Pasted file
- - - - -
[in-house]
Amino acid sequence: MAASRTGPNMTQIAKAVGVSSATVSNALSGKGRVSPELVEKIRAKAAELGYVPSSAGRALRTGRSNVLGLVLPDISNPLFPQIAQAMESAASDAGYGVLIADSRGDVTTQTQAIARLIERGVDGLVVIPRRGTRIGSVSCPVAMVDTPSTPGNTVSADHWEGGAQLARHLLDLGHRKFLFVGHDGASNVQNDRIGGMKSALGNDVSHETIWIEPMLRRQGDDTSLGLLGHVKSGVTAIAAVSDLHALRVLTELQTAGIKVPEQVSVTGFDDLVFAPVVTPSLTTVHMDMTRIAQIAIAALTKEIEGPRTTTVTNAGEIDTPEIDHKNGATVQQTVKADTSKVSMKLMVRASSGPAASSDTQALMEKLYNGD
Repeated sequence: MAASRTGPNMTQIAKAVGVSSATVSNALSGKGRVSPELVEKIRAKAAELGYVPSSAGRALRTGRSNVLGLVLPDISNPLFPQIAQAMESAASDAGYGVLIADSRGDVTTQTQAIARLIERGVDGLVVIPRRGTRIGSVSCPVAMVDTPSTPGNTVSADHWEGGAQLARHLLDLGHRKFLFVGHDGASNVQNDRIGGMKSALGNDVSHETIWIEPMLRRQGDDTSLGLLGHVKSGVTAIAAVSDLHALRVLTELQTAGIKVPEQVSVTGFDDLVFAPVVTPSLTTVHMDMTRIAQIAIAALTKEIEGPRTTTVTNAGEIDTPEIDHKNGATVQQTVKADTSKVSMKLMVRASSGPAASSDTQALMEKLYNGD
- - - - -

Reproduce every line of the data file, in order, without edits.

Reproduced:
[in-house]
Amino acid sequence: MAASRTGPNMTQIAKAVGVSSATVSNALSGKGRVSPELVEKIRAKAAELGYVPSSAGRALRTGRSNVLGLVLPDISNPLFPQIAQAMESAASDAGYGVLIADSRGDVTTQTQAIARLIERGVDGLVVIPRRGTRIGSVSCPVAMVDTPSTPGNTVSADHWEGGAQLARHLLDLGHRKFLFVGHDGASNVQNDRIGGMKSALGNDVSHETIWIEPMLRRQGDDTSLGLLGHVKSGVTAIAAVSDLHALRVLTELQTAGIKVPEQVSVTGFDDLVFAPVVTPSLTTVHMDMTRIAQIAIAALTKEIEGPRTTTVTNAGEIDTPEIDHKNGATVQQTVKADTSKVSMKLMVRASSGPAASSDTQALMEKLYNGD
Repeated sequence: MAASRTGPNMTQIAKAVGVSSATVSNALSGKGRVSPELVEKIRAKAAELGYVPSSAGRALRTGRSNVLGLVLPDISNPLFPQIAQAMESAASDAGYGVLIADSRGDVTTQTQAIARLIERGVDGLVVIPRRGTRIGSVSCPVAMVDTPSTPGNTVSADHWEGGAQLARHLLDLGHRKFLFVGHDGASNVQNDRIGGMKSALGNDVSHETIWIEPMLRRQGDDTSLGLLGHVKSGVTAIAAVSDLHALRVLTELQTAGIKVPEQVSVTGFDDLVFAPVVTPSLTTVHMDMTRIAQIAIAALTKEIEGPRTTTVTNAGEIDTPEIDHKNGATVQQTVKADTSKVSMKLMVRASSGPAASSDTQALMEKLYNGD